Incredibly, the published text and the surviving playbill are not the only documents concerning the Rist play. The Beinecke Library at Yale holds a 1648 edition of Das friedewunschende Teutschland (Zg 17 R49 648) that contains handwritten annotations. Alexander speaks of these in his essay on the actor/manager: inscribed on the inside front cover is the name "Joris Joliphus Englischer Comoediant zu Regensburg" and on the inside back cover the year: "Anno 1653". And written next to each character's name in the cast list is the name of the member of Jolly's troupe who performed that role: "moy, Samel, Hari, Peitzer, Jackob, Burckhardt, Ursel, Hiob, Joseb, Maler, HM, Wolgeha., Peitzer, ..., HGE, Jackob, Tom, Hari, Moy, Jackob, Catrin, Tom, Ursel", the "moy" apparently "moi", Jolly himself (Alexander 35). As the full forms of the abbreviated names suggest (Alexander 36, Katritzky 277n10), these actors, who belonged to Jolly's company in 1653, were at other times affiliated with other troupes.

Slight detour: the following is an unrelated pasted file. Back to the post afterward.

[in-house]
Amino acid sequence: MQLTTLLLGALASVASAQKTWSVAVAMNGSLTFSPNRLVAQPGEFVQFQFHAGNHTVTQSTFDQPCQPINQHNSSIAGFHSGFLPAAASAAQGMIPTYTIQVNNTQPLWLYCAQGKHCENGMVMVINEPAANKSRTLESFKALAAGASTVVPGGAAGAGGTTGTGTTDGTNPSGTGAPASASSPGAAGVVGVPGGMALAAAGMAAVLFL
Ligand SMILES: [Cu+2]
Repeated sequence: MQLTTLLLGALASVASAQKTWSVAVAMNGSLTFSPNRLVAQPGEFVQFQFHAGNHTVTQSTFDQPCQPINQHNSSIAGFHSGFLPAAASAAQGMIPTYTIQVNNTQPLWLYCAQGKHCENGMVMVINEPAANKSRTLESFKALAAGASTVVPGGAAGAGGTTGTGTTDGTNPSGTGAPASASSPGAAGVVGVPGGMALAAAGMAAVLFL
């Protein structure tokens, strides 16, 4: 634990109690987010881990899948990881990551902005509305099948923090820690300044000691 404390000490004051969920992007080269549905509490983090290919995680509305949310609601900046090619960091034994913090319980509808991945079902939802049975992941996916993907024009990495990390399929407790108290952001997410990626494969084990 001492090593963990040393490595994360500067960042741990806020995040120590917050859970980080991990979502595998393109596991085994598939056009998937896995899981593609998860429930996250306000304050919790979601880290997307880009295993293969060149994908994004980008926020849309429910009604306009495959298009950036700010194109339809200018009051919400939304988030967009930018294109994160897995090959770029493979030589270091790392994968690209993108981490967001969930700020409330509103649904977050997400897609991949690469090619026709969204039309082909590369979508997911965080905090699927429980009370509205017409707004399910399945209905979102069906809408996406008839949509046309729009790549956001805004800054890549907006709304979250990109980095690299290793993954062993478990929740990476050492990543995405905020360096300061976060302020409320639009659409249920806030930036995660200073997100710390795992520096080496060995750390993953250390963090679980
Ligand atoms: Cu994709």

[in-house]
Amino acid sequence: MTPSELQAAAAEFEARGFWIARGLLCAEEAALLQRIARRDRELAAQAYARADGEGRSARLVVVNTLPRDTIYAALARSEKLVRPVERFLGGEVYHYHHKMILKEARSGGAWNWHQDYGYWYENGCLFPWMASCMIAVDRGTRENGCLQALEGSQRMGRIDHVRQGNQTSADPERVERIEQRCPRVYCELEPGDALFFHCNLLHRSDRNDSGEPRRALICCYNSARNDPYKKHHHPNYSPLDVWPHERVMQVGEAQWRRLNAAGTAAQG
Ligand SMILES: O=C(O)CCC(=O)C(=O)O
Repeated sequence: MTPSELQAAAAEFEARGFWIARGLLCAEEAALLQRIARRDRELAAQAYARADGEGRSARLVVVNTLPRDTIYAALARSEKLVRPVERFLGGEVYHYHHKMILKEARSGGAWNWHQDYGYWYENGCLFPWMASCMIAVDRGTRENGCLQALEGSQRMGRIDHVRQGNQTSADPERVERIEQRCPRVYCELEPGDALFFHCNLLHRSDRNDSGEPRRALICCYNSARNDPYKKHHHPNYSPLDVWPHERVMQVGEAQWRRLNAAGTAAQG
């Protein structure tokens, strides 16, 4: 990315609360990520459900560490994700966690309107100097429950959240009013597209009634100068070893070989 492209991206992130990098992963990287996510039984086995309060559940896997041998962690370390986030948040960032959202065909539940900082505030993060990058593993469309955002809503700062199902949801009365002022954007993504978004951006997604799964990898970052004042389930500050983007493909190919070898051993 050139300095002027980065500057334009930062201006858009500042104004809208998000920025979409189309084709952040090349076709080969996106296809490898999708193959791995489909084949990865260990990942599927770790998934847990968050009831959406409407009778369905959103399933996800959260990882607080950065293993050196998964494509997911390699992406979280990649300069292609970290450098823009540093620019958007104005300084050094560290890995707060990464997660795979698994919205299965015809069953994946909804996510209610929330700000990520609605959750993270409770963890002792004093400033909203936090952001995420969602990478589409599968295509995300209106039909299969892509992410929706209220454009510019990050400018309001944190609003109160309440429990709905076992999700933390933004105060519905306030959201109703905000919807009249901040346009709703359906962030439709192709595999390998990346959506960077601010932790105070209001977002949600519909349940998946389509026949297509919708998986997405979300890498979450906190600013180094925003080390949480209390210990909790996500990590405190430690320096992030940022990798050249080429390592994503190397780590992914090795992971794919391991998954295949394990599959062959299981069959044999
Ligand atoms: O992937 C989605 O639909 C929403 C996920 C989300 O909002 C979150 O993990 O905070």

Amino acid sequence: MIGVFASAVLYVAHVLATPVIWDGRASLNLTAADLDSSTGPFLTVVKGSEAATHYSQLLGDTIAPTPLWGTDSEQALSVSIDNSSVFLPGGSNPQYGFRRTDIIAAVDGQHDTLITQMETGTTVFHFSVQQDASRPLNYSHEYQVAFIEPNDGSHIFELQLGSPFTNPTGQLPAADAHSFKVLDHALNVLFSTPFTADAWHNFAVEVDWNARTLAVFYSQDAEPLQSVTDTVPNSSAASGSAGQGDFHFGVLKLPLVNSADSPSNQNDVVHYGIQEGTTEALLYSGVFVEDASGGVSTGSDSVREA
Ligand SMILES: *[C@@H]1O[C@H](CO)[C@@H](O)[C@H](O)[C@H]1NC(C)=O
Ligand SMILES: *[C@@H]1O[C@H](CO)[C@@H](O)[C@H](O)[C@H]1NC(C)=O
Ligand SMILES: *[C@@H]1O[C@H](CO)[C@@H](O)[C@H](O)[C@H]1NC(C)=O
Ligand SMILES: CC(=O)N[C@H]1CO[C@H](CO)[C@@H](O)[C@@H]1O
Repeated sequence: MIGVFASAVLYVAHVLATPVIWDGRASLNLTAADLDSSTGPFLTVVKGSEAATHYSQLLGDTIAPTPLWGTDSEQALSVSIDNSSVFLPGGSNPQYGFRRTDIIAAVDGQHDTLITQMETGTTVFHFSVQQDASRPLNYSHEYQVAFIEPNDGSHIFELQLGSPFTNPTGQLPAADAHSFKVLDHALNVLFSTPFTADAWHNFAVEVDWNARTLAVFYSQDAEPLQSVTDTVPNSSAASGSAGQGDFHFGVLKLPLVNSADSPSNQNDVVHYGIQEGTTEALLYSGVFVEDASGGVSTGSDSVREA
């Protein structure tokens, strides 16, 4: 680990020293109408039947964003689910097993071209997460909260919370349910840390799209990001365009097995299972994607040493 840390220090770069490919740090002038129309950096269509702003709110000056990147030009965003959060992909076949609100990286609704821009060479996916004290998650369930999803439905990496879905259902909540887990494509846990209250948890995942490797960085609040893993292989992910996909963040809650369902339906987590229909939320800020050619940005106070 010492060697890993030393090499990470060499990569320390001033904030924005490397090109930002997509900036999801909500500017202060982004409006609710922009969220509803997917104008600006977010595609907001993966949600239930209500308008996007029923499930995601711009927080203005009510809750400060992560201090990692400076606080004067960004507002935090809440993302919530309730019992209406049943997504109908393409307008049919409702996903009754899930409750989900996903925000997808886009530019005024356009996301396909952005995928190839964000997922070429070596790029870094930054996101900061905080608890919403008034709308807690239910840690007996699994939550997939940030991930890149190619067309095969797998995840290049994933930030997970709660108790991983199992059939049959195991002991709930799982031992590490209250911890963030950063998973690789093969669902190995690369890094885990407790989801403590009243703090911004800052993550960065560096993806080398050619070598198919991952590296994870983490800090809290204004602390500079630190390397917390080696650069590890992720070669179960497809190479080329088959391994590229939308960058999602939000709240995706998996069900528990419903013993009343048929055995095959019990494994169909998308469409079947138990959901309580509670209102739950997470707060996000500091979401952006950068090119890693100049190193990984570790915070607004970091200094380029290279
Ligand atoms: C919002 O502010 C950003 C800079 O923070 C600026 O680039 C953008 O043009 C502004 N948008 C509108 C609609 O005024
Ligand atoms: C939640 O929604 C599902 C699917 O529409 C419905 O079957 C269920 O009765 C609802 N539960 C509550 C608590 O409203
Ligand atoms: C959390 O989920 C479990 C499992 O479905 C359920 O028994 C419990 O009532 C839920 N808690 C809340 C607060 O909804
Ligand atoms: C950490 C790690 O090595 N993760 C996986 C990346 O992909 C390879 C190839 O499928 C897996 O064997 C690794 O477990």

As early as the 1580s, foreign actors applied to perform in Nuremberg: they are recorded on 7 April 1581 as "den frembden comedianten" and on 23 March 1587 as "Christoffen Hardweck, dem frembden comoedianten". The first specifically English actors applied on 20 August 1593, when "Ruberto Gruen und seinen gesellen" (Robert Green and his company) arrived. From the 1590s through 1627, the year before the opening of the Fechthaus, numerous English actors performed in Nuremberg. Those named in the register include not only Green but also Robert Browne, Thomas Sackville, George Webster, John Hill, Bernhard Sandt, Richard Machin, John Spencer, and others. There are gaps in their appearances, to be sure, for up to five years (1613-18), but their performances were sufficiently frequent and sustained for Nuremberg audiences to recognize their talents (Hampe 123-45).